GOLD2024

PLANTING JUSTICE

Grow Food, Grow Jobs, Grow Community

aka Rolling River Nursery   |   Oakland, CA   |  www.plantingjustice.org

Mission

Planting Justice is a grassroots organization with a mission to empower people impacted by mass incarceration and other social inequities with the skills and resources to cultivate food sovereignty, economic justice, and community healing.

Ruling year info

2010

Co-Director

Gavin Raders

Co-Director

Haleh Zandi

Main address

319 105th Avenue

Oakland, CA 94603 USA

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EIN

27-0334905

NTEE code info

Botanical, Horticultural, and Landscape Services (C40)

IRS filing requirement

This organization is required to file an IRS Form 990 or 990-EZ.

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Communication

Programs and results

What we aim to solve

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Our programs

SOURCE: Self-reported by organization

What are the organization's current programs, how do they measure success, and who do the programs serve?

PJ Nursery

2 acre nursery in "Deep East Oakland" (319 105th Avenue), housing one of North America's largest and most biodiverse collections of certified organic fruit trees. Creates living wage jobs in a low-income community for people with systemic barriers to employment.

Population(s) Served
Incarcerated people
Adolescents

Planting Justice works with over 2,000 youth and young adults each year, transforming physical space with youth in their schools and communities into abundant and beautiful gardens that serve as living classrooms. PJ educators teach a holistic urban agricultural curriculum that includes mindfulness, health and wellness, culinary arts, food justice, community organizing, and ecological design. PJ offers up to 60 paid youth internships each year to our most dedicated young people, who earn $17.50/hour to participate in workforce development programs at our farms, gardens, and nursery, and personal growth programs to help them navigate school, employment, family, and community needs.
Planting Justice's Education team also offers this same educational programming inside places of incarceration, both for youth and adults.

Population(s) Served

Planting Justice cultivates a 5-acre "Mother Farm" in El Sobrante CA that stewards one of the largest collections of organic fruit trees in North America. PJ's Mother Farm includes more than 1,200 varieties of perennial edible trees and shrubs, to grow organic food for communities who lack access, and to create a long-term source of propagation material for these rare and heirloom varieties. The Mother Farm also serves as a site for re-entry employment, workforce development, and youth education.

Population(s) Served

In addition to full-time living wage jobs with excellent benefits for people returning home from prison, Planting Justice also offers wrap-around support services through our Re-Entry Program. We connect participants to free mental health services by paying for them to work with therapists, and connect participants to housing support, legal support, and social systems navigation.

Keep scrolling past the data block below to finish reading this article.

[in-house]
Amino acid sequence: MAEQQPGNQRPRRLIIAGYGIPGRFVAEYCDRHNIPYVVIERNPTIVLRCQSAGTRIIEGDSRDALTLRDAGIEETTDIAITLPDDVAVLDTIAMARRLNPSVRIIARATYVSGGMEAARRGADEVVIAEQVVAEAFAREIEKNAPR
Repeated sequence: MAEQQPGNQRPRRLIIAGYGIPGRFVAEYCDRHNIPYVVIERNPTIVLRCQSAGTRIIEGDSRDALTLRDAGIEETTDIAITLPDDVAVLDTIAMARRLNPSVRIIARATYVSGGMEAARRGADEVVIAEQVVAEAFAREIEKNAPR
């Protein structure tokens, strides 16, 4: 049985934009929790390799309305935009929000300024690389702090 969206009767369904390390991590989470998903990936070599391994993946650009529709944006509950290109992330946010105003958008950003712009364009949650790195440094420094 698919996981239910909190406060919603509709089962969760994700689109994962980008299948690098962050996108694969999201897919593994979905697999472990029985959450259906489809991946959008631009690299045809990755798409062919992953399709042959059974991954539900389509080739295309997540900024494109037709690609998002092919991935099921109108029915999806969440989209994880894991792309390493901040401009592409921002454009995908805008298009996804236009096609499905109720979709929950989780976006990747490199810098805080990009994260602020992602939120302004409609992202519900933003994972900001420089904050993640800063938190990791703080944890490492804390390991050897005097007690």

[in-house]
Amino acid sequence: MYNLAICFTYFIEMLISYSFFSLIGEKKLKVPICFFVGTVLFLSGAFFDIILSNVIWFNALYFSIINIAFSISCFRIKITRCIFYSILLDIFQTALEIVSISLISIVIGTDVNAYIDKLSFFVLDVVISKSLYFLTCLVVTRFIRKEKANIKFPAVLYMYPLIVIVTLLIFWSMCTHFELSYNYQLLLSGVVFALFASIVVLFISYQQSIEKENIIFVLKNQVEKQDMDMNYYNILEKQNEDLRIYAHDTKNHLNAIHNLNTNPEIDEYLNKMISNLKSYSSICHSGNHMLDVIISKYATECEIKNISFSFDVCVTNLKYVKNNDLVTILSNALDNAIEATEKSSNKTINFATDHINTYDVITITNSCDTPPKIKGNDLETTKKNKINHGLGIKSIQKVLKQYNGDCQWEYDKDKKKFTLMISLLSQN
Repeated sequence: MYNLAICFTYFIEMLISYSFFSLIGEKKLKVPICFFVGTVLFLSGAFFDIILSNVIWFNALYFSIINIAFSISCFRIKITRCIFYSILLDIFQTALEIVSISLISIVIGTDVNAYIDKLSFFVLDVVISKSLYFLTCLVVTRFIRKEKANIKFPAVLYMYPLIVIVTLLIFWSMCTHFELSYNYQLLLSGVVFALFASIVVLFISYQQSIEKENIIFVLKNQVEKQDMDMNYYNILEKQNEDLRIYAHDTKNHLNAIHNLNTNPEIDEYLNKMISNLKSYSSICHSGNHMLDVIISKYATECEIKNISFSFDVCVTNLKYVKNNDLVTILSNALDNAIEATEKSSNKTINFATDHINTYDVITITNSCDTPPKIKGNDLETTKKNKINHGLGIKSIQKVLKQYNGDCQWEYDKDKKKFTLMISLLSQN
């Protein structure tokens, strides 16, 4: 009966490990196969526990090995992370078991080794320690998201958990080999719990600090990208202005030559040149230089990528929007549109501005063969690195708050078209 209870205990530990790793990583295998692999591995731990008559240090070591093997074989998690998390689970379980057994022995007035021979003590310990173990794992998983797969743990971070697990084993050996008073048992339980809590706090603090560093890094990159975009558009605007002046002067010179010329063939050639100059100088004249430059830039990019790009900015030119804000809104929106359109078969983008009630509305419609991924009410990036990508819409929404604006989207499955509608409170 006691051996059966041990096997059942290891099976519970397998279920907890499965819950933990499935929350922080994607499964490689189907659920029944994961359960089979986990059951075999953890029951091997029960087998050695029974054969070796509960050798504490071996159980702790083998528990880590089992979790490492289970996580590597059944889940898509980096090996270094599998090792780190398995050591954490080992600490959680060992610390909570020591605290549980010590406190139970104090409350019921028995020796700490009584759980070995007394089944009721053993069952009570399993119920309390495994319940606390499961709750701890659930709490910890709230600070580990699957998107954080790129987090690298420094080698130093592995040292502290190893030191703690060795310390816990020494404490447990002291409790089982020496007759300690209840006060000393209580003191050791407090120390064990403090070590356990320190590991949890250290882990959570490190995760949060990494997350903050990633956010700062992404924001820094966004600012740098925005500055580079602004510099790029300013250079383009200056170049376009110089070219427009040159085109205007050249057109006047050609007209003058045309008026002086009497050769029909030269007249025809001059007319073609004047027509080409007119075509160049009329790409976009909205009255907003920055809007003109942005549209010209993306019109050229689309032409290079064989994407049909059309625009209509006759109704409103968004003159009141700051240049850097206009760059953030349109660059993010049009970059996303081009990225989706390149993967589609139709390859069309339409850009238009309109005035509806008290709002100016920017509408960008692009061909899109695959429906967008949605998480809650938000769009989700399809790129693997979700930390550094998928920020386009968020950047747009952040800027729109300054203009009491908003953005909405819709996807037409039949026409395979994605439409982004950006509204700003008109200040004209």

Population(s) Served

Our 3-acre aquaponics farm, developed in partnership with Nathan Kaufman of UC Davis, will establish proof of concept for large-scale food production methods appropriate for urban environments that are paved and contaminated with industrial pollution. Expected to launch in 2024, the aquaponics farm will provide full-time living-wage work for 20 new staff members, and grow hundreds of thousands of pounds of organic food we can feature at The Good Table Cafe & Nursery and distribute for free to low-food access communities.

Our vision for the aquaponics farm is to develop a replicable business model for sustainable urban agriculture that can be scaled to empty lots throughout Oakland and beyond.

Population(s) Served

The Good Table will launch in 2024 as the nations first combined pay-what-you-can cafe, commercial incubator kitchen, retail nursery, community gathering space, and arts venue, a cooperative formed in partnership with The Good Table UCC. This multi-use community center will provide a pay-what-you-can cafe, a retail space for local makers and artists, a commercial kitchen for urban farmers to make value-added products, and a venue and gathering space for workshops, organizing, and events. All of these offerings are being created in a neighborhood that doesnt have a coffee shop, nor a farmers market, nor a community gathering space.

Population(s) Served
Ethnic and racial groups
Children and youth
Adults
At-risk youth
Economically disadvantaged people
Ethnic and racial groups
Children and youth
Adults
At-risk youth
Economically disadvantaged people
Ethnic and racial groups
Children and youth
Adults
At-risk youth
Economically disadvantaged people
Ethnic and racial groups
Children and youth
Adults
At-risk youth
Economically disadvantaged people
Ethnic and racial groups
Children and youth
Adults
At-risk youth
Economically disadvantaged people

Where we work

How we listen

SOURCE: Self-reported by organization

Seeking feedback from people served makes programs more responsive and effective. Here’s how this organization is listening.

done We shared information about our current feedback practices.
  • How is your organization using feedback from the people you serve?

    To identify and remedy poor client service experiences, To identify bright spots and enhance positive service experiences, To make fundamental changes to our programs and/or operations, To inform the development of new programs/projects, To identify where we are less inclusive or equitable across demographic groups, To strengthen relationships with the people we serve, To understand people's needs and how we can help them achieve their goals